A winning weekend for most local bond measures in Texas


Most of the $8.5 billion of bond proposals in Saturday’s Texas local bond elections were successful, including nearly $884 million that were rejected last November.

The proposals included about $6.5 billion of school district bonds, $1.6 billion for cities, $319 million for counties and $139 million for community colleges.

Three school districts that saw their bonds rejected in November’s record-turnout presidential election won support for nearly all of their bonds in Saturday’s vote, which drew much lower turnout.

This rendering depicts the new Health Sciences Center at Temple College that will be financed by bonds voters approved Saturday.

Temple College

Voters in the Northwest Independent School District in suburban Fort Worth again rejected $8.2 million for stadium improvements but approved more than $738 million of bonds in three other proposals. In November, district voters strongly rejected nearly $1 billion of bonds.

Spread across Denton, Tarrant and Wise counties, Northwest ISD is one of the largest and fastest growing in the state with 19 elementary schools, six middle schools, and four high schools.

The district said the bonds were needed to keep pace with growth.

“The projects in the bond will go a long way to serve our current 26,000-plus students and those who will be coming in the next several years,” said NWISD Superintendent Ryder Warren.

Ponder ISD, another Denton County district north of Dallas expecting explosive growth, won strong support for $75 million of bonds rejected in November. Unofficial records show the proposal with 78% approval.

Wichita Falls ISD near the Oklahoma border came back to voters Saturday with $13.8 million of bonds for athletic facilities that were rejected in November when $276 million for two high schools won approval. The athletic facilities will adjoin the new schools.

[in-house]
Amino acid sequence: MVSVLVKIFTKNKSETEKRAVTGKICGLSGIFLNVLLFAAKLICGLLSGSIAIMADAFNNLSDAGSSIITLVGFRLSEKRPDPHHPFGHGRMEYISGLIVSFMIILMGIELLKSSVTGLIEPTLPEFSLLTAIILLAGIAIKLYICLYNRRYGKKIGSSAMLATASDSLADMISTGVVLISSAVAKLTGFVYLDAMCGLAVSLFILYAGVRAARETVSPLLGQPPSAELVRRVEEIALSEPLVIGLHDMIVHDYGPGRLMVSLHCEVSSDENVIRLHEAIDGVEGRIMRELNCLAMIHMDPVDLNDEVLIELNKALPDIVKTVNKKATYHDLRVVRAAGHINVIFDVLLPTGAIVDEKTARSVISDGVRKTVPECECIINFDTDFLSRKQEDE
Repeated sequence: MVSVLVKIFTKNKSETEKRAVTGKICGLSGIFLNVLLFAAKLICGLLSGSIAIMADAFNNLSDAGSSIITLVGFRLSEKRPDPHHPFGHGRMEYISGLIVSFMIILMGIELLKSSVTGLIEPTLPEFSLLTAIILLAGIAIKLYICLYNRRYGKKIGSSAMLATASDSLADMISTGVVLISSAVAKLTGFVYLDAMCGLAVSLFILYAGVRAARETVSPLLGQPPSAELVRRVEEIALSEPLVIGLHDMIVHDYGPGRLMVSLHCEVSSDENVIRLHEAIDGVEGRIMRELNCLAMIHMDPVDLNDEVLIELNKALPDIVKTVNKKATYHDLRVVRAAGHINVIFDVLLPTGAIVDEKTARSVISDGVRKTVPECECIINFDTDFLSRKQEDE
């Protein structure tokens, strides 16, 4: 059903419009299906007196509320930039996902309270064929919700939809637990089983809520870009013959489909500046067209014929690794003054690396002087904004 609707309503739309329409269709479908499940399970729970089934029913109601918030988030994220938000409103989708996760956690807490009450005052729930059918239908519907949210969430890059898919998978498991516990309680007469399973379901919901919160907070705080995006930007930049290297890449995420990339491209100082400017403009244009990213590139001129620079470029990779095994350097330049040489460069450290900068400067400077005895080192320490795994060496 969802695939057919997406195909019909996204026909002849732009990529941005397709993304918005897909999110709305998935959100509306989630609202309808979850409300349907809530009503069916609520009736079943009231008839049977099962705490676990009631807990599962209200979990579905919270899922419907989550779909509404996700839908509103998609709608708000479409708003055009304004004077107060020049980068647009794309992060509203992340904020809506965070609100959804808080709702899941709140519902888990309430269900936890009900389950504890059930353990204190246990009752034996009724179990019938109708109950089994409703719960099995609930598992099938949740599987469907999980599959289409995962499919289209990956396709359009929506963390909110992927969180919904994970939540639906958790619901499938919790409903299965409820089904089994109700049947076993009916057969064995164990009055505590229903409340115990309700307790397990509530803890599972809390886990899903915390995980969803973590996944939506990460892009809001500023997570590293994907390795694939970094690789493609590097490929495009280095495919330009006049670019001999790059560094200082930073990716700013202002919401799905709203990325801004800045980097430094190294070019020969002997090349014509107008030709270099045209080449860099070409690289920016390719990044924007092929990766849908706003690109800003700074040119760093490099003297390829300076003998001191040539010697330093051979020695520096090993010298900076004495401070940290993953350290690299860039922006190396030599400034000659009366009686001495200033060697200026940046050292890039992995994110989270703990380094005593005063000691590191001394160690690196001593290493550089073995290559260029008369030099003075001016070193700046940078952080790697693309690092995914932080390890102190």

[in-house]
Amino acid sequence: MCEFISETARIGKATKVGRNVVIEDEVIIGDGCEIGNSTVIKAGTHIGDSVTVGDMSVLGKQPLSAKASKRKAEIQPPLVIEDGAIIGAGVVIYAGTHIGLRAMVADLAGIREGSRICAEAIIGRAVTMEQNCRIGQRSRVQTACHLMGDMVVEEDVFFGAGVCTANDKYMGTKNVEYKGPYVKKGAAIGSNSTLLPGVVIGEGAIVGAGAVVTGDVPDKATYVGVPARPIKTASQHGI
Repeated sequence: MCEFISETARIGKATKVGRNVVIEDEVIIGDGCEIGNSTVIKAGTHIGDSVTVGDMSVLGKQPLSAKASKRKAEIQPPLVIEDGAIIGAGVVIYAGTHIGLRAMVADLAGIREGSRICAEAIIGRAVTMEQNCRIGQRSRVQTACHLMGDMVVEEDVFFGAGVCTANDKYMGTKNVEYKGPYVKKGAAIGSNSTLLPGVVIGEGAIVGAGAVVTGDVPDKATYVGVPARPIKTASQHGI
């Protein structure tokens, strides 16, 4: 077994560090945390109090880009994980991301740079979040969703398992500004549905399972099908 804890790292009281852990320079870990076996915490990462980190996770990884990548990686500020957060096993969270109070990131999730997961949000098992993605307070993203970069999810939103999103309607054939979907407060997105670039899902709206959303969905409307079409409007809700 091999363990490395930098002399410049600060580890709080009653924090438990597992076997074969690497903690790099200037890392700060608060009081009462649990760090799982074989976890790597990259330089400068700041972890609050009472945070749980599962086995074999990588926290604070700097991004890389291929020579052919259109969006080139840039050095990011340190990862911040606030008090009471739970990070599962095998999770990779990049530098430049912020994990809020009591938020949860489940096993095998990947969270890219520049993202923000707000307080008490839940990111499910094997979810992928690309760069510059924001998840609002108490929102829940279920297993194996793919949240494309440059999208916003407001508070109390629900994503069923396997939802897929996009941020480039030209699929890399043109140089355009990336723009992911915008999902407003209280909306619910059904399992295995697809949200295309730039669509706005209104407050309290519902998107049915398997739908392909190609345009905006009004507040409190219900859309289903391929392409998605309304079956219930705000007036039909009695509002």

Under Senate Bill 30 approved by the Texas Legislature in 2019, school districts must list proposals by category, including sports and recreation, performing arts, teacher housing and certain technology acquisitions and updates. Before that law was enacted, school bond proposals were all or nothing.

Richardson ISD, an established suburban district adjoining north Dallas, enjoyed 63% approval for $750 million of bonds for school buildings and equipment.

“The items in Bond 2021 will benefit all RISD campuses, allow the district to move toward a middle school model and full-day pre-Kindergarten for every RISD family, build new classrooms to accommodate student growth, and kick off a long-range facilities vision to address RISD’s aging school buildings,” said RISD Superintendent Jeannie Stone. “We are committed to being good stewards of the tax dollars entrusted to us, and this approval of Bond 2021 will not require an increase to RISD’s tax rate.”

McKinney ISD in Collin County north of Dallas won voter approval for $275 million of bonds for capital improvement and technology projects.

In the suburbs west of Houston, voters in the Katy ISD approved all four propositions for $676.23 million of bonds to finance more than 400 projects, including five new schools, renovations for older campuses, safety improvements and technology upgrades.